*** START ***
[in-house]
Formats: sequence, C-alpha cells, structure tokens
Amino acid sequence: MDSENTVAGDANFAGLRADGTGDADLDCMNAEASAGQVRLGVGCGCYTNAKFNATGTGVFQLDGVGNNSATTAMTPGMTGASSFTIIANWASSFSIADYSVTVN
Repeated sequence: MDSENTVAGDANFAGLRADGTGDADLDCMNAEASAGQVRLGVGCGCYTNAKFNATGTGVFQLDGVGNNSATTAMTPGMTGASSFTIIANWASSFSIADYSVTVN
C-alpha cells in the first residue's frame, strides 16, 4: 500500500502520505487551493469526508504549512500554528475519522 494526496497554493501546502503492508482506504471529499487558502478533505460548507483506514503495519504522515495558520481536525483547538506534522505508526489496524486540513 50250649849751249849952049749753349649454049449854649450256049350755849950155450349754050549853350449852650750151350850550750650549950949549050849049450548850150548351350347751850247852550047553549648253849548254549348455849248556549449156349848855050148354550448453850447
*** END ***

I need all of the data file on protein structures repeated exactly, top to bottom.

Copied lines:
[in-house]
Formats: sequence, C-alpha cells, structure tokens
Amino acid sequence: MDSENTVAGDANFAGLRADGTGDADLDCMNAEASAGQVRLGVGCGCYTNAKFNATGTGVFQLDGVGNNSATTAMTPGMTGASSFTIIANWASSFSIADYSVTVN
Repeated sequence: MDSENTVAGDANFAGLRADGTGDADLDCMNAEASAGQVRLGVGCGCYTNAKFNATGTGVFQLDGVGNNSATTAMTPGMTGASSFTIIANWASSFSIADYSVTVN
C-alpha cells in the first residue's frame, strides 16, 4: 500500500502520505487551493469526508504549512500554528475519522 494526496497554493501546502503492508482506504471529499487558502478533505460548507483506514503495519504522515495558520481536525483547538506534522505508526489496524486540513 50250649849751249849952049749753349649454049449854649450256049350755849950155450349754050549853350449852650750151350850550750650549950949549050849049450548850150548351350347751850247852550047553549648253849548254549348455849248556549449156349848855050148354550448453850447